This blog is meant to be a record of my adventures as a new home-based business owner. Starting my jewellery business was one of the most daunting things I've ever done, next to giving birth. Especially since I was (am?) pretty technically stunted. In this blog I will describe the trials, tribulations and, hopefully, eventual successes I experience while navigating the world of (really, really, really small) business. I also plan to use this blog to talk about all the aspects of jewellery design that fascinate me, keep me addicted, and cause me to spend thousands of dollars (What, honey? No, I didn't say thousands...) on gemstones, beads, findings, etc. I welcome your input, ideas, and stories of similar experiences in beading, jewellery design, or running a handcrafts business.

Thursday, October 14, 2010

Jewellery Repairs

It's been a couple of weeks since I wrote anything here. Frankly, I couldn't think of anything to say. But, thankfully, a thought has occurred to me. On the weekend, while I was enjoying the first of my two annual Thanksgiving dinners, one at mother-in-law's, and one at Mum's, mother-in-law presented me with a bag of jewellery that her friend from work wanted repaired. The stuff was inexpensive, and the repairs needed were mostly broken clasps or restringing. Mum-in-law said, "Now, Diana, you make sure you charge her for this!" It occurred to me at that time that I have no idea what a fair price for jewellery repairs would look like.
I've done countless repairs for friends and family, and I've never charged for this service. I always looked at the service as a courtesy to those people who buy my stuff, or spread the word about my jewellery or my Etsy shop, or my craft sales. But what should I charge this lady for repairing her jewellery? With the exception of one restringing and one bracelet that she wants remodeled into a necklace, all the lady's repairs are clasp replacements. Should I charge by the hour, or part thereof, or should I charge a flat rate based on the type of repair? If by the hour, what rate?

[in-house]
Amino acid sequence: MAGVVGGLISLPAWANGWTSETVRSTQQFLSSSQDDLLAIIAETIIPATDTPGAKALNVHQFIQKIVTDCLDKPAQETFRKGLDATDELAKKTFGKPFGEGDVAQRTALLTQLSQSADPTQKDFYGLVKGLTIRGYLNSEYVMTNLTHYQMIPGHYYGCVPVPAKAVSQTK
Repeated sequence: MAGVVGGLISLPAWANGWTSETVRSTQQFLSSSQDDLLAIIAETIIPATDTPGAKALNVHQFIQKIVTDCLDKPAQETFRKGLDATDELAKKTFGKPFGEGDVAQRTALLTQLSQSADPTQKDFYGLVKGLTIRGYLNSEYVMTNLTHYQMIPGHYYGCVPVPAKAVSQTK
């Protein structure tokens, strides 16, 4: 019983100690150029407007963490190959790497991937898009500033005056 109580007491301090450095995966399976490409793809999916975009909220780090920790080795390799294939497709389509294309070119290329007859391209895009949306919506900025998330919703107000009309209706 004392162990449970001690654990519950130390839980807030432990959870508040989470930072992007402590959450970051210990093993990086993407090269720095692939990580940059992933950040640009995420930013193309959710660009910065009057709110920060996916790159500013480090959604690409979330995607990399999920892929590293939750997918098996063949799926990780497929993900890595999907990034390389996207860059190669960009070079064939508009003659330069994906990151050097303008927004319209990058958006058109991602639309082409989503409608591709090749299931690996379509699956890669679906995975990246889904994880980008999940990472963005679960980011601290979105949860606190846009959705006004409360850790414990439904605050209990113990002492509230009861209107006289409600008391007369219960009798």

I think that offering this service is comparable to a shoe repair business. When you go to get a pair of shoes repaired, you pay a certain flat rate for each particular service; for example, to get new heel rubbers put on, you pay $12. This type of charge makes sense to me. What do you think of the following table of fees?

Clasp replacement $5

Replacement of jump rings $3

Replacement of earring wires $3

Restringing $10

Remodeling $ 15 - $20 (depending on new design and necessary supplies)

Of course, if a client wants sterling silver or other expensive materials, then the price needs to be adjusted to reflect the material cost.

Let me know what you think, or what you do. One more question, just before I go to bed--If I get two turkey dinners a year, why don't I ever get any leftovers?

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